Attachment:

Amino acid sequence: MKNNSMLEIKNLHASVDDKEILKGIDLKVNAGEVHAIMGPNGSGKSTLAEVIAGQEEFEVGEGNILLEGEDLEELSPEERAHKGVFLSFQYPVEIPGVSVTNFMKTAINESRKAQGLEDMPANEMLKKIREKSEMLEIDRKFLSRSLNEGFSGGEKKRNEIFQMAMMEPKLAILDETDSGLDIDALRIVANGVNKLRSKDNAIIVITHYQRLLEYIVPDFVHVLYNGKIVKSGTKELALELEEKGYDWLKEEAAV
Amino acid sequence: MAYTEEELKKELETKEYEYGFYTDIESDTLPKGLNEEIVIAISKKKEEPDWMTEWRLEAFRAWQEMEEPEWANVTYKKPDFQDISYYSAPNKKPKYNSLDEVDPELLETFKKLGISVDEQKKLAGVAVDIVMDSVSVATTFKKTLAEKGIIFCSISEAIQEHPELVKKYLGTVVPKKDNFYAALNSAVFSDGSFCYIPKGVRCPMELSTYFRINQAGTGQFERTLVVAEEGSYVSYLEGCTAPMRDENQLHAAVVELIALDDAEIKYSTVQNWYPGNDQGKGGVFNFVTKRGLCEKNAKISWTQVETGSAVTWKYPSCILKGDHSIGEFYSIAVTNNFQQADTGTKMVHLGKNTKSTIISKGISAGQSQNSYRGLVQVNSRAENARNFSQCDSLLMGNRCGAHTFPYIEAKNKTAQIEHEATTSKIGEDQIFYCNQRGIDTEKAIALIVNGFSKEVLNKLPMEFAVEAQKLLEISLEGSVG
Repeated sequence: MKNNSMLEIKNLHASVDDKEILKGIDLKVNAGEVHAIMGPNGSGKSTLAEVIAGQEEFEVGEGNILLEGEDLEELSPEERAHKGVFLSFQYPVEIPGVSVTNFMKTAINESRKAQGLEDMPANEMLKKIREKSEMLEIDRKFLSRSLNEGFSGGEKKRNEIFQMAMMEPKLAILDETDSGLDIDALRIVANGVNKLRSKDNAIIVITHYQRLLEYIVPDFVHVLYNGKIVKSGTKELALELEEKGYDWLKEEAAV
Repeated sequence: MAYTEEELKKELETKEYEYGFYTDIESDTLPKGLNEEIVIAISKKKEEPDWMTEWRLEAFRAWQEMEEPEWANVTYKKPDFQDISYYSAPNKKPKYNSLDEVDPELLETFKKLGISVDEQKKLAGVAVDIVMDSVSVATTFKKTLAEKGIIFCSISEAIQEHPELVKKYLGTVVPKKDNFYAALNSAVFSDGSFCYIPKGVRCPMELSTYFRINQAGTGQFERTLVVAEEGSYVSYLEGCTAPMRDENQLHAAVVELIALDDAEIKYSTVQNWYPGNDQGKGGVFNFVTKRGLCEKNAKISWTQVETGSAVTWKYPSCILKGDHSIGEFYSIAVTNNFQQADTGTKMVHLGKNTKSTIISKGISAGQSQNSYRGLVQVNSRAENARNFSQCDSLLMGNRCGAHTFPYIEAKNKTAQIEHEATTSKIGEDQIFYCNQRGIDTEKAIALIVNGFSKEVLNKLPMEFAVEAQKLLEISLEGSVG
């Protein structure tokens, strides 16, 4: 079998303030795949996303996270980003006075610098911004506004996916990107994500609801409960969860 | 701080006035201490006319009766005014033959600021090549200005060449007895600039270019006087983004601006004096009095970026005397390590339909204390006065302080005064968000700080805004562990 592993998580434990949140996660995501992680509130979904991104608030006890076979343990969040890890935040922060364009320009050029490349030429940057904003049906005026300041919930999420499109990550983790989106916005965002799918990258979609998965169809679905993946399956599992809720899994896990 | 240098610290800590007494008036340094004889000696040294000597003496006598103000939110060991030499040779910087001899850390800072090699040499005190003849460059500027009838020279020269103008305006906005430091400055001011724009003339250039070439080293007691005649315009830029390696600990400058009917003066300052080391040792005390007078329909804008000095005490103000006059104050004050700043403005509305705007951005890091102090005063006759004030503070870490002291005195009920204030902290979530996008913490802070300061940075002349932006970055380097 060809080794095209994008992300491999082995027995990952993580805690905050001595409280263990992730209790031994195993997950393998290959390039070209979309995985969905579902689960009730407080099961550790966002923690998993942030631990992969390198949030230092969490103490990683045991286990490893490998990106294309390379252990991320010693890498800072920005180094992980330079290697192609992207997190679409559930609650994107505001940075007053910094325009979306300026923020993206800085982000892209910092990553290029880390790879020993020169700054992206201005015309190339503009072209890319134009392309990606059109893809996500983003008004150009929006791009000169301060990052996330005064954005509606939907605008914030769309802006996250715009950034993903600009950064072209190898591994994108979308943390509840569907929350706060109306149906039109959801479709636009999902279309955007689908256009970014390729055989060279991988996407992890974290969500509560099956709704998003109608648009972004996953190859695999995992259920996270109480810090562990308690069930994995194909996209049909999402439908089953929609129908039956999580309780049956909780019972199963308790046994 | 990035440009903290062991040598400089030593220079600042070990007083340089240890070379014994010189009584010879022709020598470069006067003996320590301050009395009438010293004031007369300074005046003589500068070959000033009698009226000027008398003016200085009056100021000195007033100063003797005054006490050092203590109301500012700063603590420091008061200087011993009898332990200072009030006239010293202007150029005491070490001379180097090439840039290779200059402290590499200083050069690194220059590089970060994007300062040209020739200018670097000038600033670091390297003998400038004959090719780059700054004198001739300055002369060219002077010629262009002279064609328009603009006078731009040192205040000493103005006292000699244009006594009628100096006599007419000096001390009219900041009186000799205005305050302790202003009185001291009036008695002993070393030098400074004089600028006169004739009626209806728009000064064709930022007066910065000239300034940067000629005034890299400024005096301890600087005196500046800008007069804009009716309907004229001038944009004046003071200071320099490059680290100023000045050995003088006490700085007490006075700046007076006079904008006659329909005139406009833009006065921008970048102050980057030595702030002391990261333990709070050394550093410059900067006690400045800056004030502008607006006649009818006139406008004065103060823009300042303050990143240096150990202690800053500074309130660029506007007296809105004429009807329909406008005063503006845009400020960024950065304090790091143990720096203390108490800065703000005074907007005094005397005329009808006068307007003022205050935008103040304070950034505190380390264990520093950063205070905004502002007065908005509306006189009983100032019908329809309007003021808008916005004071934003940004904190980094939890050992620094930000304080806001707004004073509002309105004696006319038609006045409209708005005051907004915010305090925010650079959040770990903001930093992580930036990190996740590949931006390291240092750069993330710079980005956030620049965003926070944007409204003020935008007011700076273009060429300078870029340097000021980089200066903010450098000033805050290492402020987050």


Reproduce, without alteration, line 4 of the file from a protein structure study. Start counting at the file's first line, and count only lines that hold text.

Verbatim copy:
Repeated sequence: MAYTEEELKKELETKEYEYGFYTDIESDTLPKGLNEEIVIAISKKKEEPDWMTEWRLEAFRAWQEMEEPEWANVTYKKPDFQDISYYSAPNKKPKYNSLDEVDPELLETFKKLGISVDEQKKLAGVAVDIVMDSVSVATTFKKTLAEKGIIFCSISEAIQEHPELVKKYLGTVVPKKDNFYAALNSAVFSDGSFCYIPKGVRCPMELSTYFRINQAGTGQFERTLVVAEEGSYVSYLEGCTAPMRDENQLHAAVVELIALDDAEIKYSTVQNWYPGNDQGKGGVFNFVTKRGLCEKNAKISWTQVETGSAVTWKYPSCILKGDHSIGEFYSIAVTNNFQQADTGTKMVHLGKNTKSTIISKGISAGQSQNSYRGLVQVNSRAENARNFSQCDSLLMGNRCGAHTFPYIEAKNKTAQIEHEATTSKIGEDQIFYCNQRGIDTEKAIALIVNGFSKEVLNKLPMEFAVEAQKLLEISLEGSVG